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Anterior spinothalamic tract

The anterior spinothalamic tract, also known as the ventral spinothalamic fasciculus, is an ascending pathway located anteriorly within the spinal cord, primarily responsible for transmitting coarse touch and pressure.  The lateral spinothalamic tract (discussed separately), in contrast, primar...
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Anterior subluxation of cervical spine

Anterior subluxation of cervical spine (also known as hyperflexion sprain) is a ligamentous injury to the cervical spine. Clinical presentation Patient presents with neck pain. There may be symptoms due to spinal cord oedema. Pathology It results from ligamentous injury, however, there may b...
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Anterior vertebral body beaking

Anterior vertebral body beaking occurs in a number of conditions and may eminate from the central portion or the lower third of the vertebral body. Middle third Morquio syndrome 1 (middle for Morquio) Lower third Hurler syndrome 2 achondroplasia 3 pseudoachondroplasia 4 cretinism 5 Down ...
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Anterolisthesis

The term anterolisthesis refers to anterior displacement (forward slip) of vertebral body relative to one below.
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AO classification of sacral injuries

The AO classification of sacral injuries aims to simplify and universalise the process of classifying sacral injuries and improve interobserver and intraobserver reliability. The AO sacral classification is broken into three subsections that follow a hierarchical structure similar to the AO cla...
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AO classification of subaxial injuries

The AO classification of subaxial injuries aims to simplify and universalise the classification of subaxial cervical spine fractures and improve interobserver and intraobserver reliability. The AO subaxial cervical spine injury classification involves four criteria based on morphology, facet in...
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AO classification of thoracolumbar injuries

The AO classification of thoracolumbar injuries aims to simplify and universalise the process of classifying spinal injuries and improve interobserver and intraobserver reliability 3. The AOSpine thoracolumbar classification system consists of only three classes of thoracolumbar injuries. Unlik...
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Apical ligament

The apical ligament is a small ligament that joins the apex (tip) of the dens of C2 to the anterior margin (basion) of the foramen magnum. It is the weak, fibrous remnant of the notochord and does not contribute significant stability. The more posterior alar and cruciate ligaments are stronger ...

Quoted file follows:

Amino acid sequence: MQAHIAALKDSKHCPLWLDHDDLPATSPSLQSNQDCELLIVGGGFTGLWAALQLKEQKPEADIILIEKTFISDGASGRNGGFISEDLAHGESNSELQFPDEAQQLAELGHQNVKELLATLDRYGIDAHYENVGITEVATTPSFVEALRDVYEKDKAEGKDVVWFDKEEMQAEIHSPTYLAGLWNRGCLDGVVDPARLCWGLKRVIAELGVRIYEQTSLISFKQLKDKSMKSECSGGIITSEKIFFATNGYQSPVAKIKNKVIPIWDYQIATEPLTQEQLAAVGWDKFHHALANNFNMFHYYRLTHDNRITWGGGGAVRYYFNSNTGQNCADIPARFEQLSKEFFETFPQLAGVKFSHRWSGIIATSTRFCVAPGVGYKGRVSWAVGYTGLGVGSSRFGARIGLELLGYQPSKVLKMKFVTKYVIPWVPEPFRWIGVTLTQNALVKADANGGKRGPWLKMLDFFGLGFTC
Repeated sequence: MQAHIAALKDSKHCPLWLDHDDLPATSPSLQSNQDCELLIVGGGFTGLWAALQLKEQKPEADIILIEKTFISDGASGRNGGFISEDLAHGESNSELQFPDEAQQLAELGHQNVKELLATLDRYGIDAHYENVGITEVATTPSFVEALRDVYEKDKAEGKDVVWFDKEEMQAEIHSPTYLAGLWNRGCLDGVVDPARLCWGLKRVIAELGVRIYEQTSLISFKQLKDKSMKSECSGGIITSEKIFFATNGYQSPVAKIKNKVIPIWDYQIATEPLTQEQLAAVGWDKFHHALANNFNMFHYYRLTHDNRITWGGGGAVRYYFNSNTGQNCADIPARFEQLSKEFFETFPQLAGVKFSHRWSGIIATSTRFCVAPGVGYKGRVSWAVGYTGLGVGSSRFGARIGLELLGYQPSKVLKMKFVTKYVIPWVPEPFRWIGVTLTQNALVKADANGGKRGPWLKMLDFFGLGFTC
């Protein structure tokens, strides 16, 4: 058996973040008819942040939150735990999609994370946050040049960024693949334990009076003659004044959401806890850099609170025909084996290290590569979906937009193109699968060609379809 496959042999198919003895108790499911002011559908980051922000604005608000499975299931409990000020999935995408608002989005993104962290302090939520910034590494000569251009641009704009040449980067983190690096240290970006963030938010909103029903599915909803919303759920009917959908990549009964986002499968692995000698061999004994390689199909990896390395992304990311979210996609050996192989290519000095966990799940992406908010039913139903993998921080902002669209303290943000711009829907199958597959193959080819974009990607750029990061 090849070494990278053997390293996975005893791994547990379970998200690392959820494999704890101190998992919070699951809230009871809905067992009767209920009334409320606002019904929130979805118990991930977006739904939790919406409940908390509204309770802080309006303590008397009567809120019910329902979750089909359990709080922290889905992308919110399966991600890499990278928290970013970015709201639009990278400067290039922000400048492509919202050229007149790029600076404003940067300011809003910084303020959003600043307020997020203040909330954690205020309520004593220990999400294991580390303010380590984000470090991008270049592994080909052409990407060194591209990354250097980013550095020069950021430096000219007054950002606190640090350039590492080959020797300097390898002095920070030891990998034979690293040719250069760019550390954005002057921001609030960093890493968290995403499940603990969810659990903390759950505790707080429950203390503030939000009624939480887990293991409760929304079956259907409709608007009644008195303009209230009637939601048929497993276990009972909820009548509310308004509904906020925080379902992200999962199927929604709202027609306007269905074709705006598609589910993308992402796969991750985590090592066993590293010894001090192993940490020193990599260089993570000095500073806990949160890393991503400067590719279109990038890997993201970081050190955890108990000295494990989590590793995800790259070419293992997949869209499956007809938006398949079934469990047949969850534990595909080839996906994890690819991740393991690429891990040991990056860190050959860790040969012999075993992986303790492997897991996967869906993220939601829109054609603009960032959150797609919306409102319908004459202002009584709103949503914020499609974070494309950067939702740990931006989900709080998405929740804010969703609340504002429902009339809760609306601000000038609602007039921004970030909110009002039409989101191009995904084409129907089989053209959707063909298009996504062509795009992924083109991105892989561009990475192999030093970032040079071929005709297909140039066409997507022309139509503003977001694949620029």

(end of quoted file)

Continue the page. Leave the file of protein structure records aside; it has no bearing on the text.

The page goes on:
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Arachnoid cyst

Arachnoid cysts are relatively common benign and asymptomatic lesions occurring in association with the central nervous system, both within the intracranial compartment (most common) as well as within the spinal canal. They are usually located within the subarachnoid space and contain CSF.  On ...
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Arachnoiditis

Arachnoiditis is a broad term encompassing inflammation of the meninges and subarachnoid space. Terminology Arachnoiditis affecting the cauda equina may be referred to as spinal/lumbar adhesive arachnoiditis.  Clinical presentation Lumbar spine arachnoiditis can result in leg pain, sensory c...
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Arachnoiditis ossificans

Arachnoiditis ossificans is considered a sequela of chronic arachnoiditis where there is a development of calcification-ossification of the arachnoid membrane usually of the thoracic and lumbar spines. It is an extremely rare cause of spinal canal stenosis and consequent neurological compromise....
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Arcuate foramen

The arcuate foramen (foramen arcuale atlantis, ponticulus posticus or posterior ponticle, or Kimerle anomaly) is a frequently encountered normal variant of the atlas and is easily appreciated on a lateral plain film of the cranio-cervical junction. It develops by calcification of the posterior ...
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Artery of Adamkiewicz

The artery of Adamkiewicz, also known as the great anterior radiculomedullary artery or arteria radicularis anterior magna, is the name given to the dominant thoracolumbar segmental artery that supplies the spinal cord. Gross anatomy Origin The artery of Adamkiewicz has a variable origin but ...
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Ascending lumbar vein